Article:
- Mar 27, 2017
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Uplift Modeling: Making Predictive Models Actionable

Predictive models typically estimate the likelihood of future events, such as whether it will rain tomorrow or which customers are most likely to “churn” by cancelling their phone contract. In the case of the weather, we do not expect to change it; we just want to know how to adapt. However, the goal for most use cases is to be more proactive; we want to understand what action to take to change the outcome in a favorable way. (See the examples in Figure 1) In these cases *prescriptive*, not just predictive, analytics is required. The return on investment comes directly from knowing the impact of alternative treatments. By knowing the impact of each treatment, resources can be targeted where they will be most effective and withheld where they will have negligible effect or worse, have a negative effect. This great objective of data science, to intelligently drive day-to-day business decisions based on data, is the purview of uplift modeling. This article will explain what uplift modeling is and why it can be much better than directly modeling the outcome.

**Predictive Models vs. Prescriptive Uplift Models **

There are many applications of predictive modeling where the outcome is predicted as advice only to a human decision maker, and no action is directly taken automatically from the model result. An example is workload prioritization. For example, in the telecom industry we can predict which customers are most likely to churn (cancel their contracts). In healthcare we can predict which patients are most likely to recover. For universities or charitable organizations, we can predict which prospective benefactors are most likely to donate.

Sometimes this is sufficient. For example, if the outcome of our weather prediction is that it is likely to rain, we take an umbrella. Since we can’t change the weather we can only be better prepared for it.

But where we can, we aim to *influence* the outcome one way or another. Will a live agent offering the phone customer a contract upgrade decrease their likelihood to churn? Will soliciting a fund raising prospect with a flyer in the mail improve their chances of making a donation? Will offering a moving bonus increase the likelihood that a desirable candidate will accept our employment offer? The most common example where uplift modeling has taken hold is in retail marketing where the goal is to predict not the likelihood of a customer buying, but what can be done to *increase* the likelihood of them making a purchase.

The salient knowledge sought is the impact of the treatment, not the estimate of the outcome. For instance, would you rather spend campaign dollars trying to persuade your most loyal supporters (those with the highest probability of “buying”), or on the voters who will be swayed the most by an additional engagement? Simply predicting the expected outcome is not sufficient to optimize your use of money and resources. A few elections ago I was determined to vote for a particular candidate, who meanwhile, kept filling my mailbox with campaign material. Even though my publicly available data should have demonstrated that I was already a sure vote they could count on, they wasted many glossy flyers on me.[1]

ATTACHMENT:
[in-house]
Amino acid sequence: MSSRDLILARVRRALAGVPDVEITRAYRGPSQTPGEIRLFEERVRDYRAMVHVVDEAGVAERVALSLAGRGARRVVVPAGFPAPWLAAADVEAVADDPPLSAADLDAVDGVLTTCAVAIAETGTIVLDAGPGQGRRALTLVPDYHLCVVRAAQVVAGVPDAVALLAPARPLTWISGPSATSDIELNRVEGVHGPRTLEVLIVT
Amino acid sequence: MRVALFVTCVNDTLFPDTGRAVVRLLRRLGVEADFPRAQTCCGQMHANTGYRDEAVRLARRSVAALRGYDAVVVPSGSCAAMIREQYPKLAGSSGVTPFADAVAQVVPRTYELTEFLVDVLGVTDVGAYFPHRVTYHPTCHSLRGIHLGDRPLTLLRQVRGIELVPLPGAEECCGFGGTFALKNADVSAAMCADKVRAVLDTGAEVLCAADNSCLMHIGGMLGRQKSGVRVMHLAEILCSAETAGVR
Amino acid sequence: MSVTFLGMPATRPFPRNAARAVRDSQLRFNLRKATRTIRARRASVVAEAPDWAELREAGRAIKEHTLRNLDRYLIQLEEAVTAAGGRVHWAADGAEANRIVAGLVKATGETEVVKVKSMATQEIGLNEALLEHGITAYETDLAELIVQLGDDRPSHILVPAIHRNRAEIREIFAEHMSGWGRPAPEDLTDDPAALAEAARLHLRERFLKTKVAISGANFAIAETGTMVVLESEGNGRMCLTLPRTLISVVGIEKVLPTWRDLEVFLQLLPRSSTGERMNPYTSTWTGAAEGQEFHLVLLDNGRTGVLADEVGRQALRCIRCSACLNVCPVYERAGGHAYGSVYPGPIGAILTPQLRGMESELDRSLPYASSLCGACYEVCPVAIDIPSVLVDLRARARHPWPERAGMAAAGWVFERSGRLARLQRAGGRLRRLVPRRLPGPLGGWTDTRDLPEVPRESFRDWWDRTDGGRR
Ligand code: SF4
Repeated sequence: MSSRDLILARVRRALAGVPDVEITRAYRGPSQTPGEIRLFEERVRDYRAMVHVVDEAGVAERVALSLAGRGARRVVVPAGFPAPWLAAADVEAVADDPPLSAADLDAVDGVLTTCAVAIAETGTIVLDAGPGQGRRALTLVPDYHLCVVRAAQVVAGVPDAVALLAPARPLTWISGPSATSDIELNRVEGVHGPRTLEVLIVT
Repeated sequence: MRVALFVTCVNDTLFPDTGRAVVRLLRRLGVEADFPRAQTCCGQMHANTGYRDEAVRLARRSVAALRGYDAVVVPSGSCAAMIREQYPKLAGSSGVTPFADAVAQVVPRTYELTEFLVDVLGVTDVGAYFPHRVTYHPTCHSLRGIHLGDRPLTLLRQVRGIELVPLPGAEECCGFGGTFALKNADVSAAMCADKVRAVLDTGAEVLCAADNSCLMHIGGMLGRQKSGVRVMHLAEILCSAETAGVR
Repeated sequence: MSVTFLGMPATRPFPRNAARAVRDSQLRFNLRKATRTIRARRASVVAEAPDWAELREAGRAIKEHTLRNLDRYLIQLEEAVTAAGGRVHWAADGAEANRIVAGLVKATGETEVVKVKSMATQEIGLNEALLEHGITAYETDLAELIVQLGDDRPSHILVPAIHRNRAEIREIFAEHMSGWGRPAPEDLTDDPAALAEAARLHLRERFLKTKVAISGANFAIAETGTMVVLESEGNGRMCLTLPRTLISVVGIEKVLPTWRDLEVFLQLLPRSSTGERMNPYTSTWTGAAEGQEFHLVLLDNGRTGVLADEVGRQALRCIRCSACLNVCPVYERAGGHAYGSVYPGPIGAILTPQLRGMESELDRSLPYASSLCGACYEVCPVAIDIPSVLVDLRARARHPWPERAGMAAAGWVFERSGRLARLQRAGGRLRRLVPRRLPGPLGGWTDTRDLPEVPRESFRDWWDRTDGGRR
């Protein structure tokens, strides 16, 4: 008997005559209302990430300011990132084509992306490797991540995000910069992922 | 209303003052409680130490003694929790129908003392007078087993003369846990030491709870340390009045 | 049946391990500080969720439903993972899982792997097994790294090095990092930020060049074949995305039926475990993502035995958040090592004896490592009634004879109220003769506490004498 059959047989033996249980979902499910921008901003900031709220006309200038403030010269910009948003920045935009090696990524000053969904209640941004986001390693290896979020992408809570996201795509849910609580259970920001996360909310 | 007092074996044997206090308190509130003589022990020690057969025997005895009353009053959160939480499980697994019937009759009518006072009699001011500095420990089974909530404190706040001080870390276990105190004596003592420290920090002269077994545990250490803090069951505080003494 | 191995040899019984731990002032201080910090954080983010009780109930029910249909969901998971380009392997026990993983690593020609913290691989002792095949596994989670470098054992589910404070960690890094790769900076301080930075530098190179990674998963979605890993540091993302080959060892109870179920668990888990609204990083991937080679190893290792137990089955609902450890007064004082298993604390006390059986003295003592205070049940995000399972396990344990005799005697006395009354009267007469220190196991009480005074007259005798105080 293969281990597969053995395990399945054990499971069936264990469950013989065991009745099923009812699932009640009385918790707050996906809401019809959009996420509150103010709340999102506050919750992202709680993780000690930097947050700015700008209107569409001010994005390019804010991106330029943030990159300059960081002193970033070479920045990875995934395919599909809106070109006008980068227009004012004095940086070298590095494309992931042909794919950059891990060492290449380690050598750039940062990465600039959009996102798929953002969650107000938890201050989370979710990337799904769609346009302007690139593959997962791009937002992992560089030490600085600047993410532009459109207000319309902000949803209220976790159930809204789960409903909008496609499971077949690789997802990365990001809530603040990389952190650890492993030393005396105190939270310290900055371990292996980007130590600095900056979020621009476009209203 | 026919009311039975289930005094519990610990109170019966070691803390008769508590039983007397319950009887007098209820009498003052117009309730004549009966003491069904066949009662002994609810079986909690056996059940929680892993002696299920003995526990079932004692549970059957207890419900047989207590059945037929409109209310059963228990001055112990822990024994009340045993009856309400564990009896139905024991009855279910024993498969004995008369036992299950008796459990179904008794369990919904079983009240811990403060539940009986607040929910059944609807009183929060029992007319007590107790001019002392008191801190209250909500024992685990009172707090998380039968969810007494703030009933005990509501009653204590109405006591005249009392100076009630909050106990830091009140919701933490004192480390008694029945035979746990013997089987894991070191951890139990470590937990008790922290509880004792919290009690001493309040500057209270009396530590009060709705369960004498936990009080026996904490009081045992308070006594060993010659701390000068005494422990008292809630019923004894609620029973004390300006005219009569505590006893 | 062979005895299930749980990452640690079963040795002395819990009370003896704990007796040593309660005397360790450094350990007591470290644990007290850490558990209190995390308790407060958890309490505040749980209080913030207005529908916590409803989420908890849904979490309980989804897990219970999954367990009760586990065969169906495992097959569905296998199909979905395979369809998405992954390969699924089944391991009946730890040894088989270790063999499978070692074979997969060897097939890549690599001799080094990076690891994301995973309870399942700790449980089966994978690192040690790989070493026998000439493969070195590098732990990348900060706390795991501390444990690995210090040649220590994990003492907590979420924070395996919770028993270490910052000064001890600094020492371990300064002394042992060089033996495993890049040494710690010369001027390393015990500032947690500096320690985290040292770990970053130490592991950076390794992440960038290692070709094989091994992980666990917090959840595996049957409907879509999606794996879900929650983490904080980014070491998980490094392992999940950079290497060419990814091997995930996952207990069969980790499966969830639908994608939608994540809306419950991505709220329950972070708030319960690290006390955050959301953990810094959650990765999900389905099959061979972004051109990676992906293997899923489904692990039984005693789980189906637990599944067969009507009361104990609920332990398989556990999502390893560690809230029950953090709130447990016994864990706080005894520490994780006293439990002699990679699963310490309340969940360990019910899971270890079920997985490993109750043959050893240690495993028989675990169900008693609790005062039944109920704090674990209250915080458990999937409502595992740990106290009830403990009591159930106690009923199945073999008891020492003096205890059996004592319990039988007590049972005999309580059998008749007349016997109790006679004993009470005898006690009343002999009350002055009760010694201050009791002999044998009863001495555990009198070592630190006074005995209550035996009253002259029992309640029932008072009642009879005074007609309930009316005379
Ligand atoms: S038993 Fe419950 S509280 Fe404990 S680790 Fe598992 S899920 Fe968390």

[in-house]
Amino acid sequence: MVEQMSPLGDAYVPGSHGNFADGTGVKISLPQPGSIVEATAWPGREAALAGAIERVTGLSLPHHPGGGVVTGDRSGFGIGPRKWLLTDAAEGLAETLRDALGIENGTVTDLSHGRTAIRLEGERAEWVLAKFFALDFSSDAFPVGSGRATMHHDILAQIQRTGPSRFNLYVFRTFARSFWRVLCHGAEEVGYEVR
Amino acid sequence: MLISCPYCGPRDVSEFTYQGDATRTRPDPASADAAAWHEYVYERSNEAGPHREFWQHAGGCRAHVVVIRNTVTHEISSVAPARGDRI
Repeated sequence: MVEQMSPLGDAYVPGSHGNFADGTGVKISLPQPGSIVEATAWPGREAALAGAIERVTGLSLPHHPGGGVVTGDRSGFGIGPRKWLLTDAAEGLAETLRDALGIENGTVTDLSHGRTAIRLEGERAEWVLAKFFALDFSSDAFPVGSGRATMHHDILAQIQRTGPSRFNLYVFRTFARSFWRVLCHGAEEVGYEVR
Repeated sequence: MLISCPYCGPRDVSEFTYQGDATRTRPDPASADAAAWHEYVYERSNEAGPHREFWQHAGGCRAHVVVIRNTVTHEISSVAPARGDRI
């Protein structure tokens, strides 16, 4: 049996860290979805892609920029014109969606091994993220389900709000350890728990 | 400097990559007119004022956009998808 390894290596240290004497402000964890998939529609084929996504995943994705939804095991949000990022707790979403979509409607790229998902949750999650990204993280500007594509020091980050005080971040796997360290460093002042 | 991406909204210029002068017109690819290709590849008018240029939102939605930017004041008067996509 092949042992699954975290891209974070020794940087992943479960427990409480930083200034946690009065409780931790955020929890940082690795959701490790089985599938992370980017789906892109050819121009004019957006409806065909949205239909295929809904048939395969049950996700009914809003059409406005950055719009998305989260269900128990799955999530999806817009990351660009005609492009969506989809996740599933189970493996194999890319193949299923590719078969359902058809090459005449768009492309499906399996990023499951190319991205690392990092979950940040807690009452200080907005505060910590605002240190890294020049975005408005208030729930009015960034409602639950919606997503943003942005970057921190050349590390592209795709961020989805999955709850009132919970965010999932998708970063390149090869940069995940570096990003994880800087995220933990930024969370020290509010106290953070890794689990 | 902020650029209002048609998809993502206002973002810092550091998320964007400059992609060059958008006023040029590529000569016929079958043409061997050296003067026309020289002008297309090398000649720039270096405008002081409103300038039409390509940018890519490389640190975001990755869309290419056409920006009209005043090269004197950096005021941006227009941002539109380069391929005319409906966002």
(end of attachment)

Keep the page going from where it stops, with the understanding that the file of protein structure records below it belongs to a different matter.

**Uplift is Not Directly Measurable**

Uplift modeling is also known as incremental modeling, treatment effects modeling, true lift modeling, or net modeling. Uplift is the increase in likelihood of the outcome *with* the treatment as compared to the outcome *without* the treatment. We can’t observe this difference, or causal effect, directly, but must infer it from an experiment.

Eric Siegel’s book *Predictive Analytics: The Power to Predict Who Will Click, Buy, Lie, or Die* devotes a chapter with excellent case studies showing why it is important to have uplift modeling in your data science tool kit and to use it appropriately. It is very helpful to visualize a 2×2 matrix, as shown in Figure 1, with four categories of people (say) to be classified, as: (a) Persuadable, (b) Sure Thing, (c) Do-Not-Disturb, and (d) Lost Cause as shown in figure 2.

To promote a desired response we target the “a” population – those who are *Persuadable*. For all others, the treatment is wasteful or, for the *Do-Not-Disturbs*, it is actually counterproductive. Contacting the *Do-Not-Disturbs* may result in the customers acting in the exact opposite way that was intended – it can be perilous to “wake a sleeping dog”.

Uplift modeling’s objective is to find persuadables. Of course, uplift modeling can apply to any modeled outcome, human or not, such as the effect of fertilizer on crop yields or sending email messages in political campaigns. Again, where traditional predictive modeling focuses on the outcome, uplift modeling focuses on the effectiveness of the treatment. Then, you can target resources on the cases that are likely to be positively impacted by the treatment.

**Estimating Uplift**

Consider a telecom example of trying to prevent customer churn as shown in figure 3. The treatment is to offer an upgrade to a customer who is a potential churner. To perform uplift analysis, we conduct an experiment with 400 randomly selected test accounts to whom we offer a free upgrade, and a control group of 1600 accounts that receive no offer. (It is common to have a larger control group as it is less expensive).

In this experiment, we record 8 churns in the group that received an offer, and 160 churns in the group that did not receive an offer. This means that there is a 2% churn in the experimental group (R_{T}) and a 10% churn in the control group (R_{C}). The offer has a -8% uplift (U):